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The robotics industry had its fair share of memorable moments in 2022. Here we take a look back at our picks for the most memorable robotics stories of the year.
The list is comprised of moments that made us laugh and cringe, as well as moments that left us surprised or amazed at the capabilities of various robots. What did we miss? Please let us know in the comments what you’ll remember most from 2022.
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First audio of Martian dust devil
According to NASA, nearly every Mars rover has experienced dust devils. But the Perseverance rover is the first to capture audio of one. In December 2022, NASA released the audio, adding that it could help scientists better understand how dust might affect future Mars missions.
NASA said capturing a passing dust devil takes some luck, adding that this first-of-its-kind recording was around a 1-in-200 shot. Scientists can’t predict when they’ll pass by, so rovers like Perseverance routinely monitor in all directions for them.
Spiderman robot crashes at Disneyland
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On June 9, 2022, the Spider-Man robot at Disneyland momentarily lost its Spidey-Sense. The Spider-Man robot failed in mid-air and crashed into the W.E.B. facility that is part of the stunt setup. And it was all caught on video.
“Here goes something,” narrated the attraction’s soundtrack as Spidey took flight. According to Disney, the robot makes its own, real-time decisions when to tuck, somersault and slow down while soaring 85 feet in the air. But halfway through, the robot’s limbs locked up, rendering it a mere projectile. It crashed right into W.E.B. building. Nobody was hurt during the crash, and the attraction was up and running again a few hours later.
Tesla unveils working humanoid prototype
Elon Musk unveiled at Tesla AI Day the company’s much-anticipated Optimus humanoid robot. Last year, of course, the “robot” was simply a human dressed in a robot suit. This time, Tesla, albeit briefly, actually demoed a working prototype that walked, waved, and danced on stage. Tesla also played videos that showcased the Optimus prototype doing different tasks, such as picking up boxes in a warehouse and watering a plant in an office.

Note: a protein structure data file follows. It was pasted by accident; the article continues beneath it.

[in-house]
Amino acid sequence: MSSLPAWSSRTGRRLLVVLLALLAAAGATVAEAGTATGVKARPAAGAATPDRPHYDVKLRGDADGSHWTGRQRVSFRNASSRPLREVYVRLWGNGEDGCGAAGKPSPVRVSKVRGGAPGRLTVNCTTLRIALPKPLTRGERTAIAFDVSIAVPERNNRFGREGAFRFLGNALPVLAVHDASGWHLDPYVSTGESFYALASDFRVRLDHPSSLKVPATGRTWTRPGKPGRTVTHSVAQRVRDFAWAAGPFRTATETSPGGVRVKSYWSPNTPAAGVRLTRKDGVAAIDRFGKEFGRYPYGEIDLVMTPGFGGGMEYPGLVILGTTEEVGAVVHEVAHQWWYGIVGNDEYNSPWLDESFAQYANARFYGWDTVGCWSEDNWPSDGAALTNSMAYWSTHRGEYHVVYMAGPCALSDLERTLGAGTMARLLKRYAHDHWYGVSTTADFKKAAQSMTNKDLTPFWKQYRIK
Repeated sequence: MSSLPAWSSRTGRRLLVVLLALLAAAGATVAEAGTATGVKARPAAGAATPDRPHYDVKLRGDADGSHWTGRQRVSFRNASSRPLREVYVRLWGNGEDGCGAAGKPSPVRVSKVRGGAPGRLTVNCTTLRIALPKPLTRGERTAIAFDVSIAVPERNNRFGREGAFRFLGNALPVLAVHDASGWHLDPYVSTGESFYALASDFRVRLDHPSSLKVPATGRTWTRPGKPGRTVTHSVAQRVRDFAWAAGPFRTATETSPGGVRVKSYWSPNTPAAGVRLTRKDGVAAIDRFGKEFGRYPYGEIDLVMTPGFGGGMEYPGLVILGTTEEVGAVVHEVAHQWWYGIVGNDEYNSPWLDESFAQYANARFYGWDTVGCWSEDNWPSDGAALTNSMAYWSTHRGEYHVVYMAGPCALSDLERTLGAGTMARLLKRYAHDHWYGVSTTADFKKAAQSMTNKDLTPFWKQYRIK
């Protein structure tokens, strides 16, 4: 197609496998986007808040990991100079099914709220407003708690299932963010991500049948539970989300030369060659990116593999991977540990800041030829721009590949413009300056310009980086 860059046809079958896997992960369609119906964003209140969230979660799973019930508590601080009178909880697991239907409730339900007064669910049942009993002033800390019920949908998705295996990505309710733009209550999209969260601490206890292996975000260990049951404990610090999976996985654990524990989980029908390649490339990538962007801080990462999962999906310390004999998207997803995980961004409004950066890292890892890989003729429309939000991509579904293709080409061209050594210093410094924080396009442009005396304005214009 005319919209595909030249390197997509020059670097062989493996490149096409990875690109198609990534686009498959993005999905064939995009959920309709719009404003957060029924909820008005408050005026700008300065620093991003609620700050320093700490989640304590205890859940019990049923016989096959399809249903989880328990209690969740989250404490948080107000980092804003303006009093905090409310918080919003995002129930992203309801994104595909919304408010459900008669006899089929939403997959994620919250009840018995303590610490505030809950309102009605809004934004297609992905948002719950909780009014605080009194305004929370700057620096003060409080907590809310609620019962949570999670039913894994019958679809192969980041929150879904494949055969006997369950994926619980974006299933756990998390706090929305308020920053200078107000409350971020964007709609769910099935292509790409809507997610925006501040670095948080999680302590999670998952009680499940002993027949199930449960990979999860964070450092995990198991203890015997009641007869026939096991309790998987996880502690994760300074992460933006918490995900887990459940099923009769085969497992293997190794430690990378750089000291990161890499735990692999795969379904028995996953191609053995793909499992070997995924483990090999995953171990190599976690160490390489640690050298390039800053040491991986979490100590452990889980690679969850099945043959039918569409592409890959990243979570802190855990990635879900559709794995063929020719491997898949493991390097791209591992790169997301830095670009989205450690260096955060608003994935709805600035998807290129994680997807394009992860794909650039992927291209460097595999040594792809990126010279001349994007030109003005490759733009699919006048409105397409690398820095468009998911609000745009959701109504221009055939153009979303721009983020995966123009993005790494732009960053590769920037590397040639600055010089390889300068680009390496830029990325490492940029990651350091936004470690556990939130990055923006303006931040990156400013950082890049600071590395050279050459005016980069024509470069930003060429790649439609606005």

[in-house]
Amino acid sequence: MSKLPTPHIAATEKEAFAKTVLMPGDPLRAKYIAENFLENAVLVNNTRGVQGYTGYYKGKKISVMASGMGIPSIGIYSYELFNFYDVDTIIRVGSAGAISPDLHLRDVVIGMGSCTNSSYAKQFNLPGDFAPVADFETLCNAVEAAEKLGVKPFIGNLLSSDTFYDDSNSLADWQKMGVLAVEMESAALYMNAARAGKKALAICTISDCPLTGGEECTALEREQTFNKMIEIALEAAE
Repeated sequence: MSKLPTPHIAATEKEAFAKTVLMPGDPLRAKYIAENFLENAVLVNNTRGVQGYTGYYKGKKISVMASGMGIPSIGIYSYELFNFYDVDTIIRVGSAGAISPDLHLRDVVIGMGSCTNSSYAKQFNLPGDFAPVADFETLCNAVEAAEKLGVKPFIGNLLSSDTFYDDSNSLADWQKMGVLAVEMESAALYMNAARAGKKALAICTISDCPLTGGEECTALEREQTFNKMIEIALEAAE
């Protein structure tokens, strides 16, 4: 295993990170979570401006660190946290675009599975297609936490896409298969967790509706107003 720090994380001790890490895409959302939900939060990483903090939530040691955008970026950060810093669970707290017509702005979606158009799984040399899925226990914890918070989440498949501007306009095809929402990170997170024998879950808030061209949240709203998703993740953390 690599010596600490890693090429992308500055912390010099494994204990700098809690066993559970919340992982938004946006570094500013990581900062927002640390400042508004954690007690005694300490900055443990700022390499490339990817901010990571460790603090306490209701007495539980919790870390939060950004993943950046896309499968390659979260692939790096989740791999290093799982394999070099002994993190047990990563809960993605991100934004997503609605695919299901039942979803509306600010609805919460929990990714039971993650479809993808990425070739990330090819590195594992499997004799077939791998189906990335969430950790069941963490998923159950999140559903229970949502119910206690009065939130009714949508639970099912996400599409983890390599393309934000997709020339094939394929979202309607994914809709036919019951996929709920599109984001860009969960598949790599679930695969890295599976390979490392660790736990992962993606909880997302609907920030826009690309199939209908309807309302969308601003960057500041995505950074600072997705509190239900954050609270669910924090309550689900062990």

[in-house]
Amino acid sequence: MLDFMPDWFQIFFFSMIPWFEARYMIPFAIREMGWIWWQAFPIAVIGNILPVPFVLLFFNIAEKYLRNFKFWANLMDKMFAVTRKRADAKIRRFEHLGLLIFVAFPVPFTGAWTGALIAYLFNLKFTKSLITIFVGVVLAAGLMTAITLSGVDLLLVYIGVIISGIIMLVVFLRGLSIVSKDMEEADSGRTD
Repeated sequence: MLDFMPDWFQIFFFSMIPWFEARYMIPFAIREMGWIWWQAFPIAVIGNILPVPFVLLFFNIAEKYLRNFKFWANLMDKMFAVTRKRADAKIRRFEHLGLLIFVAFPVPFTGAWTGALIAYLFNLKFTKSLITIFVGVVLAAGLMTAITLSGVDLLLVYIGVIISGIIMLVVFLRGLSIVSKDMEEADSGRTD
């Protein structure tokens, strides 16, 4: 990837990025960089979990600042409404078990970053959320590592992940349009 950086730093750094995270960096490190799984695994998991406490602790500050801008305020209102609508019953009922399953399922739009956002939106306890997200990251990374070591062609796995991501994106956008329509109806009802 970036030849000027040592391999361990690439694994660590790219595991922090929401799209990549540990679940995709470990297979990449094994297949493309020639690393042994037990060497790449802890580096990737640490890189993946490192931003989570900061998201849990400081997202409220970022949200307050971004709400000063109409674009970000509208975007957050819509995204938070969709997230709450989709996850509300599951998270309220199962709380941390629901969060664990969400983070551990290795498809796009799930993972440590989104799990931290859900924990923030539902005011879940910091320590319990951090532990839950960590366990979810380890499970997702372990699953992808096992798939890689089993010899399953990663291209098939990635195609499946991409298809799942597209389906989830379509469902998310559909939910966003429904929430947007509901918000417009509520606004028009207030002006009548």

Musk unabashedly claimed Tesla will be able to leapfrog other humanoid developers, such as Agility Robotics and Boston Dynamics, in part because Optimus uses the same neural networks as Tesla’s Autopilot technology. The robotics industry watched Tesla AI Day in earnest to see exactly what Optimus would be this time around. Many experts agreed the technology inside Optimus lags behind the competition, but they were impressed with how quickly Optimus was built.
Riding in a Waymo around SF
I’ve been fortunate enough to ride in several robotaxis over the years, but none were better than my ride with Waymo around San Francisco in October. It was a roughly 9-mile ride that took just under 30 minutes. Because I’m not a Waymo employee, there was a human safety driver behind the wheel.
The route we took had a myriad of obstacles, including multiple unprotected left turns, pedestrians crossing streets and sidewalks, bicyclists, narrow streets, double-parked Amazon delivery trucks and construction vehicles cutting us off. As you would hope, the trip was flawless and uneventful. Actually, it was quite boring.
First science images from James Webb
NASA released the first science image from the James Webb Space Telescope in July 2022 during a press conference with President Joe Biden. The image was of SMACS J0723.3-7327. What you see in the image is an area of space that includes the faintest objects ever observed in the infrared.
This slice of the vast universe covers a patch of sky approximately the size of a grain of sand held at arm’s length by someone on the ground. The light in this region goes back 13+ billion years.
Cruise robotaxi interacts with SF police